We had completed our section of the adoption order application and sent it off to the courts. We had to send it to LO’s local authority so her birth parents don’t know where we live (as they get notification from the court about the court date). A few weeks later, we received a court date! This first date is when the judge looks over the case and could either grant the Adoption Order there and then or could set another date for a final hearing, when potentially the Adoption Order would be granted. We hoped that the Adoption Order would come through on the first date as we have heard that birth mum is getting her life back on track and is now asking questions about LO. Once again, we felt in a really precarious position, knowing that our newly formed family could easily be demolished. I’ve found that this process, particularly the matching stage, has exposed us to potentially being hurt. The system isn’t geared for potential adopters which is okay if the system was actually child-focussed but it’s not.  At the matching stage, social workers want you to open your heart and soul only for them to misrepresent you in your PAR. Then, at the matching stage, family finders want to see you be really keen and imagine that their child is your future son or daughter but then don’t follow up with you so you are left with nothing. Then, when you are finally matched with a child and s/he has moved in with you, a judge could turn around and say that the birth parents get more time to prove they have changed and take the child away from you. I know that this isn’t everyone’s experience of the adoption process but this is certainly how it’s been with us.   Birth parents are of course a child’s biological parents and children shouldn’t be taken away so lightly. The whole point about social workers taking children away from birth parents is because the situation is really, really bad. The child has suffered, so why, after all that, would they get another chance? Generally children who get to the Adoption Order stage were in foster care, have waited for a Placement Order, had to be matched, then be introduced to potential parents and finally move in. This whole process takes quite a long time and at any time, the birth parents have the opportunity to change and try to make their life better so that their child can go back. However, it doesn’t usually happen this way as, like I’ve said, the birth parents are in extreme circumstances and don’t/can’t change their ways. It is quite well known though, then when it gets to the Adoption Order hearing, birth parents then speak up. This could be because this is their final chance to contest and feel that they should contest because at least then they can say they have tried. Any good judge would listen to the birth parents to see if there actually is a chance that they have changed and I don’t blame them. However, I don’t think it should get this far for the birth parents to contest. By this point, the child has met and bonded with their potential forever family, some children have had therapy to get over the damage their birth parents exposed them to and are moving on. When judges and social workers have made the difficult decision to create a Placement Order for a child, that should be the last time when birth parents can contest. I know it sounds controversial but can it really be in the best interests of the child who has undergone the trauma of being with a unstable parent, then going through the trauma of being taken away to a foster carer, then when a child has attached to a foster carer (or more than one if moved multiple times), then being taken away again to meet and move in with their potential adoptive parents, for this to then potentially be disrupted and them to be placed back with the birth parents? I know that this happens rarely but the point is that it can happen.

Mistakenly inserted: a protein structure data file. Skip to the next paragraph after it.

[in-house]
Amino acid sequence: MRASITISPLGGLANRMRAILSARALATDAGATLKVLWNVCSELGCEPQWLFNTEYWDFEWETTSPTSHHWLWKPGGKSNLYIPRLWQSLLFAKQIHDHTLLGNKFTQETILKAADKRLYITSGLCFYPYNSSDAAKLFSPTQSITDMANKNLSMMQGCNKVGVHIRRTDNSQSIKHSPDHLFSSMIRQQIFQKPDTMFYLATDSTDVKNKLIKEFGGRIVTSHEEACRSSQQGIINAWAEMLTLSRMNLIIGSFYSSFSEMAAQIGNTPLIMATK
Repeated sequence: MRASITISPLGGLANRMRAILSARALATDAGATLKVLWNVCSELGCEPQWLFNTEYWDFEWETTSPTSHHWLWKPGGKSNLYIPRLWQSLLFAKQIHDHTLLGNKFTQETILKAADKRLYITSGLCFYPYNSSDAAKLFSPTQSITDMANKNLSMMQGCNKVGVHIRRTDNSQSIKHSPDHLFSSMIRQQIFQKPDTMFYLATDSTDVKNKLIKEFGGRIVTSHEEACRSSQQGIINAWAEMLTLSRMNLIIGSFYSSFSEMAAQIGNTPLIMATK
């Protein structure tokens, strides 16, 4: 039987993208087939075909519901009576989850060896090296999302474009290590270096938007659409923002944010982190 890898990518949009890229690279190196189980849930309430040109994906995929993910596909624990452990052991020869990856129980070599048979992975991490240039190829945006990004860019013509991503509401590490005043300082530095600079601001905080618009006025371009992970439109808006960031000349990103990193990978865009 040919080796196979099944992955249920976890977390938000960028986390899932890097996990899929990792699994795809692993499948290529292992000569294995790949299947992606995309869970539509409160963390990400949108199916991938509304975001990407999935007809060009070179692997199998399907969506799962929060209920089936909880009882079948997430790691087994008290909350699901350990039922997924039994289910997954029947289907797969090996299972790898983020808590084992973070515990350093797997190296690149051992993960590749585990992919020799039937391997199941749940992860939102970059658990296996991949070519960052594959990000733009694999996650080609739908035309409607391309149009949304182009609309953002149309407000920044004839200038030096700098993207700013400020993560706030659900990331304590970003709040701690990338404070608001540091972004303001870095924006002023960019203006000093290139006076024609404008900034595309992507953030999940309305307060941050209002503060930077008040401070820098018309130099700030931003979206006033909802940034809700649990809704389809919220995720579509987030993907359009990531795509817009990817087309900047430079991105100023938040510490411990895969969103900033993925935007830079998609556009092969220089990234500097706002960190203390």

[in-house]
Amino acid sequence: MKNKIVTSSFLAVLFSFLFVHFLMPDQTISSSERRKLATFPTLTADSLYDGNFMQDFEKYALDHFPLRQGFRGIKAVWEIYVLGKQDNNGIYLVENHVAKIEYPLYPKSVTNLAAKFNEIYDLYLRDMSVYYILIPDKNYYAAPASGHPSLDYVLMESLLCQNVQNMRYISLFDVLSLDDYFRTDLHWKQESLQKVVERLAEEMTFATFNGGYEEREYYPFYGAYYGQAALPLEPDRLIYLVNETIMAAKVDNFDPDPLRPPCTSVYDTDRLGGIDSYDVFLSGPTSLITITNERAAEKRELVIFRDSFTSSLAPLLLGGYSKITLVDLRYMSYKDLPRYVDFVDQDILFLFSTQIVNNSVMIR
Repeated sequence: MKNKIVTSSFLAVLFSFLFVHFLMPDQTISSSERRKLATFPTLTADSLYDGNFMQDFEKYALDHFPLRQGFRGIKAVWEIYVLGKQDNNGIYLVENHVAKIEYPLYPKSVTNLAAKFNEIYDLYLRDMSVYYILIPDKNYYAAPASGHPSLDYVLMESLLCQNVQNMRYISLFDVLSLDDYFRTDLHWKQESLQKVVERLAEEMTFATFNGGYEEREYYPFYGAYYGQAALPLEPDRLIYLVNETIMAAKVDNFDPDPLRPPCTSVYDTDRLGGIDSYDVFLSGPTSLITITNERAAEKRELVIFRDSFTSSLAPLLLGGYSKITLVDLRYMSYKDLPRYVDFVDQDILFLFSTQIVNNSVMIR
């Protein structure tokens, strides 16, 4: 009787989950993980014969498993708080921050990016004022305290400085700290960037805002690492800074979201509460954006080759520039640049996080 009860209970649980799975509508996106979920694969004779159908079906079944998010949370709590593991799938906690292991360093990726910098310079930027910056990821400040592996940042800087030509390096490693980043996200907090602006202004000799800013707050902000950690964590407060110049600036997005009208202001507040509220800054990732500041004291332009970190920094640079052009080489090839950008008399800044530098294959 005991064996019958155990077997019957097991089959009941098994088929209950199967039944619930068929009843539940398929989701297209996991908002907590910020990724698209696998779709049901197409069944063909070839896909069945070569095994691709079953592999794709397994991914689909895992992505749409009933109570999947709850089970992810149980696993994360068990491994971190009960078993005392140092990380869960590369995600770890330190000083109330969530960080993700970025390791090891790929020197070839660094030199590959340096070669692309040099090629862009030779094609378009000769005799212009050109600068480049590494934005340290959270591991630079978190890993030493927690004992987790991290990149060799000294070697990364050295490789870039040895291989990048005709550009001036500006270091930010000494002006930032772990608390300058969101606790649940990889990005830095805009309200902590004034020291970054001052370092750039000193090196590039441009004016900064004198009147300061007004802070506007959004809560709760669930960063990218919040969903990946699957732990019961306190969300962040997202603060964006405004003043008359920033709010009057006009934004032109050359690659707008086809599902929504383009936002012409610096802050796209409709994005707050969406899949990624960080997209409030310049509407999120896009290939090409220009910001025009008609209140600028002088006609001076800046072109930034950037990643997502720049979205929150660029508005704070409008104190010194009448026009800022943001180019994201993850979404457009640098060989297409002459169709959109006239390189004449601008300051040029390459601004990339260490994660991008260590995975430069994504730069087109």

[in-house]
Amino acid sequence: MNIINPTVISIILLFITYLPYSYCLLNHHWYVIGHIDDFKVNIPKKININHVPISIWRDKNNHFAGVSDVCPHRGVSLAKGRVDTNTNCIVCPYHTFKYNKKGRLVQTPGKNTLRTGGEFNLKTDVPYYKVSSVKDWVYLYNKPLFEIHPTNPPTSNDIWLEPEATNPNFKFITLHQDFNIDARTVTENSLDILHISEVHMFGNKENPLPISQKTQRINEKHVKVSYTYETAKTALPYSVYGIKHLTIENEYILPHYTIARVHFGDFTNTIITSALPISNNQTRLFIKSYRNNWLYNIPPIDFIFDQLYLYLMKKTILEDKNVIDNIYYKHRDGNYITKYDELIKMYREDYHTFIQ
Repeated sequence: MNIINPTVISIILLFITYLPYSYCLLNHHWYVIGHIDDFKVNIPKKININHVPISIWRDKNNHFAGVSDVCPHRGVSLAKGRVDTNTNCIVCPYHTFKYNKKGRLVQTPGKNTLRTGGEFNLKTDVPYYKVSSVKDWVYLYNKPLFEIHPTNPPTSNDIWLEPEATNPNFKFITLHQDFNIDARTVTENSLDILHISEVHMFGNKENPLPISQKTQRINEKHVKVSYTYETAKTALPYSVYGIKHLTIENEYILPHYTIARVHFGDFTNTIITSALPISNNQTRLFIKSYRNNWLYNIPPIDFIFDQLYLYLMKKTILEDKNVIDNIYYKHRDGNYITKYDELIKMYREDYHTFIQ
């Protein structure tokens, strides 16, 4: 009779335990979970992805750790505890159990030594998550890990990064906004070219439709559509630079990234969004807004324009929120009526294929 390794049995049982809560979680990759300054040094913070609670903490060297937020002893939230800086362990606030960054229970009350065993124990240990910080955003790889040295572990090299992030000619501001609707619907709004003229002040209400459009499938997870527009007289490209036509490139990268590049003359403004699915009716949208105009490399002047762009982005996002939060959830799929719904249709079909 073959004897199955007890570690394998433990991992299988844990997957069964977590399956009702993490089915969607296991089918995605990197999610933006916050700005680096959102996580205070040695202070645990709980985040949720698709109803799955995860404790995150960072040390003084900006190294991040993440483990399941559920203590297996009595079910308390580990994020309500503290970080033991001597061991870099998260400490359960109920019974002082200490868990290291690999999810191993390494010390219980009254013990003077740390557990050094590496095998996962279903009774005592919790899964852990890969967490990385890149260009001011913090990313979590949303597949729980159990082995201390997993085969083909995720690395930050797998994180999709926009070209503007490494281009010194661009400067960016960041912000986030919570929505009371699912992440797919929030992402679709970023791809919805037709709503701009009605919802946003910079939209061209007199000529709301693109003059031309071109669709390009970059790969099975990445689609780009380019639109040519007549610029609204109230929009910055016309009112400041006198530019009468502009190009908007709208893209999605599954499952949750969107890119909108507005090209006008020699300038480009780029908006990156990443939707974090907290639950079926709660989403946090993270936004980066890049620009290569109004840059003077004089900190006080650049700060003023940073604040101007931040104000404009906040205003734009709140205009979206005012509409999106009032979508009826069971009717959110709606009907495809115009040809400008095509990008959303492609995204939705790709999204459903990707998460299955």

Anyway, I’ve clearly just gone on a rant and I haven’t told you what happened as of yet. When John came to visit my beloved and LO, he casually mentioned that he was going back home to another country for a couple of weeks but reassured her that he would get his section of the Annex A report done and would be back in the country in time for the court date. He asked for referees but this time from friends and family who have seen us with LO. My beloved gave him the names and told him when they would be available. Time passed and when we asked our friends, they hadn’t heard from John. We tried to contact John to see what was going on but after leaving messages and emailing him, we heard nothing. More time passed and our friends still hadn’t heard from him. Some of our friends took matters into their own hands and chased him themselves. We had to resort to emailng his manager to try and spur him into action as he had to finish his section of the court report by a certain date. He finally met one of our referees and then more time passed. We then got CC’ed into an email from John addressed to Richard saying that he had to go back home due to a bereavement and askng Richard to postpone the court hearing?! However, he had previously told my beloved that he was going back home for a holiday at that time, which was weeks earlier, so it was very suspicious not to mention unprofessional.We were outraged and didn’t believe he had had a bereavement at all and was trying to get out of doing his work. Richard wasn’t too impressed either and after getting nowhere with our agency (John’s manager ignored Richard for a while and then said they couldn’t help!) and lots of discussions with his manager and their legal team, he agreed to write the whole report by himself! We were so relieved that there wouldn’t be any further delays. We felt sorry for Richard having to deal with the incompetence of our assessing local authority. I’m glad that LO has a better social worker than us!